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Along Forgotten River: Photographs of Buffalo Bayou and the Houston Ship Channel, 1997—2001, With Accounts of Early Travelers to Texas, 1767—1858
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- Geoff Winningham
For more than five years award-winning photographer Geoff Winningham explored and photographed Buffalo Bayou, the Houston Ship Channel, and the landscape he found along the way. As he hiked and canoed the course of this historic stream, he found pristine stretches of the bayou still untouched by the encroaching city of Houston. He also found areas where the forces of nature and those of the growing city seemed to struggle for supremacy. He revisited sites of historic importance, such as Allen’s Landing, where the city was founded in 1836, and the San Jacinto Battlefield, where Texas won its independence in the same year.
In Along Forgotten River, Winningham has sequenced eighty of his striking, large-format black-and-white photographs, following Buffalo Bayou from its source in the Katy Prairie through the suburbs and into the inner city of Houston. From there, his stunning duotone photographs follow the bayou east to its confluence with the San Jacinto River, where it becomes the Houston Ship Channel, crosses Galveston Bay, and enters the Gulf of Mexico.
As a counterpoint to his photographs, Winningham has edited and sequenced passages from the written accounts of the earliest travelers to this part of Texas. Impelled by dreams or curiosity, an incredibly diverse lot of travelers came along the roads and streams of Texas in the preceding centuries. There were Spanish friars and itinerant preachers, prospective settlers, refugees, adventurers, exiles, and naturalists.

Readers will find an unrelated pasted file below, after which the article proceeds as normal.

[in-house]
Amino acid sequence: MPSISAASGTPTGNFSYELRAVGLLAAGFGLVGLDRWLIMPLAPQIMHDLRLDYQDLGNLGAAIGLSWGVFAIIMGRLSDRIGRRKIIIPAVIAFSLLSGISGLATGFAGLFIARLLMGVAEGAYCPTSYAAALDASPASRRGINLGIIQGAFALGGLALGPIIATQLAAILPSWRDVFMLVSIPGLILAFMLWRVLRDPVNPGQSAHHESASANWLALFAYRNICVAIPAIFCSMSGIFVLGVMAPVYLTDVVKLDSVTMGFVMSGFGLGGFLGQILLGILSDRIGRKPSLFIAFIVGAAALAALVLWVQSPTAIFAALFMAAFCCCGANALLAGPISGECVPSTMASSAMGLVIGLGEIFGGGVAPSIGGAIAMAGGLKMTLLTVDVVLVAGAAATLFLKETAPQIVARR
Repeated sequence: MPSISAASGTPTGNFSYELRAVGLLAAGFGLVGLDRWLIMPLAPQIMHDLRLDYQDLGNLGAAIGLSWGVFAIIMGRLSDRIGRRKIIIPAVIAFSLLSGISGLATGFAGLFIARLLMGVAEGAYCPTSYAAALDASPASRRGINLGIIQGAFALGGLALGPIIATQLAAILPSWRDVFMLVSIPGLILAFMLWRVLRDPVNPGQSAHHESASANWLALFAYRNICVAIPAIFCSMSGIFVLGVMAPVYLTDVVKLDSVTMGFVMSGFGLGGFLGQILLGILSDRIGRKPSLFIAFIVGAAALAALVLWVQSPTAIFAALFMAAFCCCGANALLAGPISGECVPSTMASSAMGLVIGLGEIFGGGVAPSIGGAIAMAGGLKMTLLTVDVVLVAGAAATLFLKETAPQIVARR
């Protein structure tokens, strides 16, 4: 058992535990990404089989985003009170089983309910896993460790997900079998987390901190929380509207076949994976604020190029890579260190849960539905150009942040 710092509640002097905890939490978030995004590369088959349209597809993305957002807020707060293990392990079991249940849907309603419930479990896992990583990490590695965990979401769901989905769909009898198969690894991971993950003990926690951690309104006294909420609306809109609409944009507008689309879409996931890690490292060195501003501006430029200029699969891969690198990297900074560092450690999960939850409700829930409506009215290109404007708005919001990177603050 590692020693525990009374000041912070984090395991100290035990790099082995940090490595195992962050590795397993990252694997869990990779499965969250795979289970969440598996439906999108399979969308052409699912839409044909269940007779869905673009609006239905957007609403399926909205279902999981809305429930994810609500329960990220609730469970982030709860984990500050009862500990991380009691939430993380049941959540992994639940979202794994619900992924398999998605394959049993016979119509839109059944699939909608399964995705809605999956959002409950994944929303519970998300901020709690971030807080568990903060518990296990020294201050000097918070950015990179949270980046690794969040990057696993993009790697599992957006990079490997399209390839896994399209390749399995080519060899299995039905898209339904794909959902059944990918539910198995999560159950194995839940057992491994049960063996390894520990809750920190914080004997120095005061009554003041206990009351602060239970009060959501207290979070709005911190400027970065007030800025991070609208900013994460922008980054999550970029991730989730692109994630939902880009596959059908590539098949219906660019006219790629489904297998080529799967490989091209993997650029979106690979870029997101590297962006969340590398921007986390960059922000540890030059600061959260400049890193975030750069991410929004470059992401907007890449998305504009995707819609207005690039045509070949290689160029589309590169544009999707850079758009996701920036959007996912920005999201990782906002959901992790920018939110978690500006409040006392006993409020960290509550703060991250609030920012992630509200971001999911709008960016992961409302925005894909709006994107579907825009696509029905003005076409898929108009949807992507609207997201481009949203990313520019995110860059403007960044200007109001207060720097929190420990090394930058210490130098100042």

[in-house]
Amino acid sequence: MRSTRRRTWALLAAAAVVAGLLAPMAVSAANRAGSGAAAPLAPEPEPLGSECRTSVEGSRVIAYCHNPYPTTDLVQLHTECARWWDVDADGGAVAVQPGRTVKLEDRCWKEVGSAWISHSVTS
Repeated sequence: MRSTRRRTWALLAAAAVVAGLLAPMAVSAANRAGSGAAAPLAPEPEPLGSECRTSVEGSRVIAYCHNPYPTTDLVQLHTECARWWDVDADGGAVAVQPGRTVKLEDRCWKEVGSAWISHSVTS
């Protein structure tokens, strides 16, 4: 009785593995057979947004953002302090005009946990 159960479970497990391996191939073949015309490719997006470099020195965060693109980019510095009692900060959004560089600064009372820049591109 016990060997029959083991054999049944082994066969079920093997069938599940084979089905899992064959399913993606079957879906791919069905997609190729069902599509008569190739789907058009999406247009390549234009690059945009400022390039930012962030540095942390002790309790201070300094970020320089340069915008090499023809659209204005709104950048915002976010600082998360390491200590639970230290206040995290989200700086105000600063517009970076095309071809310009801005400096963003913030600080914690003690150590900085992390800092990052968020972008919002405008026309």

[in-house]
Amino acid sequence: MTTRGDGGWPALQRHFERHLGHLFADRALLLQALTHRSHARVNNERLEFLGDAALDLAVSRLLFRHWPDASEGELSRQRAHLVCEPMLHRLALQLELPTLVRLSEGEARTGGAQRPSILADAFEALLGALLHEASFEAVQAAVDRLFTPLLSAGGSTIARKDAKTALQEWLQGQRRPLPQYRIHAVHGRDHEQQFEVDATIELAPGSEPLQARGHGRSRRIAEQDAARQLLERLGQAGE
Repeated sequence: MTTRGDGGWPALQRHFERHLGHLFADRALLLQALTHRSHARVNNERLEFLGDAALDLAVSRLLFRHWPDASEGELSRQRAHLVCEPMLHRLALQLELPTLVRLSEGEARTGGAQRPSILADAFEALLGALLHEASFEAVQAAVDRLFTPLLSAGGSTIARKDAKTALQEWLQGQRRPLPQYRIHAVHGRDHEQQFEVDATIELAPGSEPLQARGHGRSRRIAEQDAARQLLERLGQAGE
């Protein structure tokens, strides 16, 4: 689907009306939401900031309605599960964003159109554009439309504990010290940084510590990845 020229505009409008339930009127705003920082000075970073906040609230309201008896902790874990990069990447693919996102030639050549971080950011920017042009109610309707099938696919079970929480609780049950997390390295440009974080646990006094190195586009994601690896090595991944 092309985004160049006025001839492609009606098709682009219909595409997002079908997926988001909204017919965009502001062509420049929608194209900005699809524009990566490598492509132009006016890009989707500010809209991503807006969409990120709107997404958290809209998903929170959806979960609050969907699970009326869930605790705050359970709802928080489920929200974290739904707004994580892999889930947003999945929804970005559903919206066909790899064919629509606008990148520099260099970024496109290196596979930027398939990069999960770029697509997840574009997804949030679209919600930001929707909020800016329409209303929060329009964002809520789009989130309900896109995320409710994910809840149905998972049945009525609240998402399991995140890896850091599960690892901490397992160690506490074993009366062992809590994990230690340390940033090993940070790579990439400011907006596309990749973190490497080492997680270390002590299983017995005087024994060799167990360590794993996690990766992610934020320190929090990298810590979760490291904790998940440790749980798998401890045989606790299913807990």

Some travelers came with their families, looking for a place to settle. Mrs. Dilue Harris was one of these who came to Texas in the early 1830s. In her "Reminiscences," she recalled a night on Buffalo Bayou: "We were surrounded by wolves and water. There was a large sycamore tree that stood in the water near us, and it was as white as snow. The buzzards roosted in it. We could hear owls hoot all night. Mother said it was a night of horrors. . . . She said the owls were singing a funeral dirge, and the wolves and buzzards were waiting to bury us. . . ."
In Along Forgotten River, Winningham has selected passages from the writings of these and other early travelers and interwoven them with his remarkable and beautiful photographs. The result is a complex and fascinating interplay of pictures and words, of historical perspective and present-day observation.
In the late nineteenth and early twentieth centuries, a tradition of biracial unionism sprang up among waterfront workers along the Gulf Coast. Galveston’s waterfront workers formed some of Texas’ earliest and strongest labor organizations in an era when the city was a leading seaport and the most important commercial center in Texas.
Foremost among these workers were the white cotton screwmen, whose skill and economic importance in the loading of cotton enabled them to control the labor supply as well as wages and working conditions. As the importance of cotton screwing declined in the 1890s, white and black union leaders, if not all rank-and-file members, began to recognize the advantages of biracial unionism at a time when southern states began to enact Jim Crow laws.
This history of a particular laboring community studies black and white workers’ consciousness and how the conflicts between race and class were worked out in practice, adding to our knowledge of race and the labor movement, the course of biracial unionism in the South, and Texas labor history.